Types of Accidents That a Premises Owner or Operator May Be Liable For

While almost any type of accident could be caused by unsafe premises conditions, some of the most common types of cases we see in premises liability litigation include:

  • Slip-and-fall - While often played for laughs in the movies, a slip-and-fall can cause very serious injuries. This is perhaps the classic type of premises liability case.
  • Staircase injuries - Falling down the stairs can cause anything from broken bones to a traumatic brain injury. Most staircase falls can be prevented with reasonable safety measures like sufficient lighting, a good handrail, and a staircase that is not too steep. Overhanging steps can also cause a serious tripping hazard.
  • Assaults - Whether you can hold the premises owner liable for an assault that happens on the property depends on several factors, including whether adequate and appropriate security measures were taken. For example, if a grocery store manager knew that several robberies had taken place in the parking lot and failed to take steps to secure the area, he may be liable.
  • Falling products - In retail stores, one of the biggest hazards may be falling shelves or products. Having a heavy shelf or top-shelf products come crashing down on you can cause severe injuries including concussions, lacerations, and neck or spinal cord injuries. Often, this is because shelves were improperly overloaded, or products were precariously stacked. Displays may also fall with little warning.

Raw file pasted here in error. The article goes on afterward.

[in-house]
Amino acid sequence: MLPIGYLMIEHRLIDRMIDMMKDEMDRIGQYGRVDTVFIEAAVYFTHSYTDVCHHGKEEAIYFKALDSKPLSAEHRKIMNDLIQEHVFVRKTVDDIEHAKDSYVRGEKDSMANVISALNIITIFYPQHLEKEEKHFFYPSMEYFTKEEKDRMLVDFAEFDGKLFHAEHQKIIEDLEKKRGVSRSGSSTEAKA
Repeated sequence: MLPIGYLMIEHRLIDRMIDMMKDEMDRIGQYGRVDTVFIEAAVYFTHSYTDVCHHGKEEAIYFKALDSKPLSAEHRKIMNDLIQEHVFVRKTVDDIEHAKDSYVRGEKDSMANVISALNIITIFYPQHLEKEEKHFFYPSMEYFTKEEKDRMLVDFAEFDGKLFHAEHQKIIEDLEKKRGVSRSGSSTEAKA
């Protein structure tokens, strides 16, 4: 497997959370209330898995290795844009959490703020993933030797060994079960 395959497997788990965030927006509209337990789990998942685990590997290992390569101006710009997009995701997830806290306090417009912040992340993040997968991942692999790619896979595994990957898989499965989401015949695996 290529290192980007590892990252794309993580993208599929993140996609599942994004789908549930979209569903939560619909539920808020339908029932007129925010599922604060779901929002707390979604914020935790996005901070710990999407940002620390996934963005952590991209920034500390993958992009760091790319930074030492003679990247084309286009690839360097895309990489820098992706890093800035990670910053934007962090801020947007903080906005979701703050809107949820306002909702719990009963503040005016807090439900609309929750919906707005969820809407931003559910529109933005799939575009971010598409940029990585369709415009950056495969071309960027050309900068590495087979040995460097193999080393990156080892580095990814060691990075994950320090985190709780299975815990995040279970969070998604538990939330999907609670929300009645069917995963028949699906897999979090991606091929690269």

These are just a few of the more common types of premises liability cases. If you were injured on another’s premises and suspect that it was due to their carelessness, you should contact an attorney for a case evaluation.

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IL accident lawyerRear-end collisions can be much worse than a typical fender-bender. Very hard impacts can occur when the driver behind was traveling at a high speed and failed to stop in time. Drunk or distracted drivers may not even manage to brake before impact. Injuries caused by rear-end collisions can be much more serious than a bit of minor whiplash. Many people who have been rear-ended suffer lasting injuries that can take them away from their jobs or keep them from performing the normal activities of daily living alone. If you were injured in a rear-end collision, you may be able to recover compensation for much more than just your ER bill. An attorney can help you calculate what your claim may be worth.